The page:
Phil: What did you like about the course and the environment?

Mike: Once I started with the lectures, I was immediately drawn to Professor Grimson’s assured and kind demeanor. His style of teaching and the simple ways he had of breaking down complex ideas such as recursion were very comforting, considering the stress the weekly class assignments had on me. Having now taken courses on other MOOC platforms, I have a greater appreciation for the layout and format of edX.

First off, I’ve always been attracted to clean design, and the website and information presented never felt cluttered. Everything was always easily accessible. The Python interpreter they used for quizzes and assignments has a simple interface and gives back informative tracebacks and error messages, which were very helpful in debugging my flawed code.

6.00x definitely felt very organized in a way that I haven’t experienced with any other MOOC yet.

Phil: What didn’t work for you? What could have been improved about the course?

Mike: The few bugs that would pop up occasionally, would quickly be addressed in the forum and corrected. There was one time that the grader for a assignment became so overloaded that it crashed the system.

They kindly gave us another day to turn in our assignments, “and there was much rejoicing”. In hindsight, and though I understand their reasons for doing so, I wish they would have taught us to program in Terminal instead of using a GUI like Enthought EPD. I feel like this would have made my skills more translatable to the real world. It is a very user friendly interpreter however, and gives the user instant gratification and comforts galore, especially when it came to plotting graphs with pylab.

Now I have begun weening myself off of Enthought and am doing my best to become one with the way of the Terminal and Vim (I am writing this on it right now).

Phil: Why didn’t you give up?

Mike: It would have been very easy to, actually. My friend who had joined the class with me ended up dropping it, due to the restrictions it imposed on his lifestyle. Everyday it was a constant effort to continue and keep prodding through. In order to make the time necessary to complete the course, I imposed a strict regimen on my daily life. I would wake at 6AM every morning (much to the annoyance of everyone who had to hear me snoozing or not hearing my alarm for an hour) and then make a pot of coffee, all while the tourbus was still rolling to the next city.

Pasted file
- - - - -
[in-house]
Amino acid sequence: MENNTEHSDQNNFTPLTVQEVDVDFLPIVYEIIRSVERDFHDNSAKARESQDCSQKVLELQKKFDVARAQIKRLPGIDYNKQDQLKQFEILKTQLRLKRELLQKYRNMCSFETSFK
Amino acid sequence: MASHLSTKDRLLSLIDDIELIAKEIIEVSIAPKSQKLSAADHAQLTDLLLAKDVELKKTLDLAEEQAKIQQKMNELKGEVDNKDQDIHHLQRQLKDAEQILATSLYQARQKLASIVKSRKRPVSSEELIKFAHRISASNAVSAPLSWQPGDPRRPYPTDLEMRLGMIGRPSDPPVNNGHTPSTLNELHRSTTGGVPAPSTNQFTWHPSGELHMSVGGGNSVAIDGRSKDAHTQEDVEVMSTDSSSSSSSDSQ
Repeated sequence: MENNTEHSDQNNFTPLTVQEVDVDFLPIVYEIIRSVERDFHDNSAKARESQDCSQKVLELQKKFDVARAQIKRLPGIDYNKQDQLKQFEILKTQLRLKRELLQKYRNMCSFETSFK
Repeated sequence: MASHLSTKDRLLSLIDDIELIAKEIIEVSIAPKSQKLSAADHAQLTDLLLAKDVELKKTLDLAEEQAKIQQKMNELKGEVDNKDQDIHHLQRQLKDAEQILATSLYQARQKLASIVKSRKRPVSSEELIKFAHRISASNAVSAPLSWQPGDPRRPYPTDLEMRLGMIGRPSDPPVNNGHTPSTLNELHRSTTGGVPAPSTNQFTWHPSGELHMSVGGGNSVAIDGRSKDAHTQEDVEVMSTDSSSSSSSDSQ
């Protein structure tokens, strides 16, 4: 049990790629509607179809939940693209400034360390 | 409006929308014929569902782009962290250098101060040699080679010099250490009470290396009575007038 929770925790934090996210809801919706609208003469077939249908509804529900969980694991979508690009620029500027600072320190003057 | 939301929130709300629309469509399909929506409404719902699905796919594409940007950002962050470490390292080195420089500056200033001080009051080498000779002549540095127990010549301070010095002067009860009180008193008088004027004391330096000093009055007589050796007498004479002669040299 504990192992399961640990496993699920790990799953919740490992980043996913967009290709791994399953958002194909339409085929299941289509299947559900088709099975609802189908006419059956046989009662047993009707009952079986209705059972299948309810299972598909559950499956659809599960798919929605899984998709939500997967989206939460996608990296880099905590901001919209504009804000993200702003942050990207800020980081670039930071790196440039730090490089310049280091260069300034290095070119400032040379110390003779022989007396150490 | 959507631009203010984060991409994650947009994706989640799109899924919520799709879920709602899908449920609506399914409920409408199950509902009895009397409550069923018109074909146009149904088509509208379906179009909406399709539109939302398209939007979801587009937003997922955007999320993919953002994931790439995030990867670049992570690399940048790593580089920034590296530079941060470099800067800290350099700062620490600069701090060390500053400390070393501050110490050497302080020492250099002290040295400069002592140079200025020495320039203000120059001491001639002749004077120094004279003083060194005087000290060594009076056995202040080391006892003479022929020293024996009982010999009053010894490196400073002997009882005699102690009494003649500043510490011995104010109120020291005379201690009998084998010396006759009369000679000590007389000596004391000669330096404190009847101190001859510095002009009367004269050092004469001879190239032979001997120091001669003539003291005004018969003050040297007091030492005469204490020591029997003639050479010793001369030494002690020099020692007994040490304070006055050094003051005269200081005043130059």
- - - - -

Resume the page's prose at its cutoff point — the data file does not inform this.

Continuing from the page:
Then I would listen to lectures and work on the quizzes till my brain was sufficiently fried, and by that time we would hopefully have arrived at our destination where I would proceed to take a much needed head-clearing walk through town.

After soundcheck I would sneak in some more time at the computer till it was time to play the show, and after the show (and after several drinks had been consumed) I would work in my bunk till the wee hours of the morning only to repeat again the next day. This was my life. I felt like I was isolating myself from my friends and they would constantly remark with amazement at my will to continue on in this way.

When I was home, there were many times when I would say goodnight to my fiancé, only for her to wake up for work the next morning and see me in the exact same place. There was one time, I recall, where I didn’t sleep for three days from being completely consumed by an assignment.

She couldn’t believe it and she coerced me into taking a much needed break, whereupon I returned and found a solution shortly thereafter. I quickly learned the value of stepping away from a problem. In many respects, I think that having everyone constantly seeing me endure this lifestyle gave me a certain gratification.

I think they were a bit perplexed at why I would put myself through this and ultimately, to answer you question in my very long-winded fashion – the reason I continued on was the amazing satisfaction and pride I would feel when a program would run without error or when I would solve a problem, after countless efforts, only to find the simplest answer coming from changing the way I looked at the problem.

Final thoughts

The transformation I saw in my brother was amazing. It’s difficult to convey how big an impact this has had on his life. I had not seen him apply himself this much except with music and now he can’t stop studying CS.

It’s worth mentioning that throughout his educational career, many teachers expressed their concerns about Mike’s study habits and grades and yet about a decade after high school he is studying complex technical subjects. With all of the criticisms about MOOCs, we should not discard experiences that make a huge impact on people like my brother.

Phil Wagner is an Instructional Designer at Google and an education blogger at BrokenAirplane.com. This post first appeared on the blog Broken Airplane.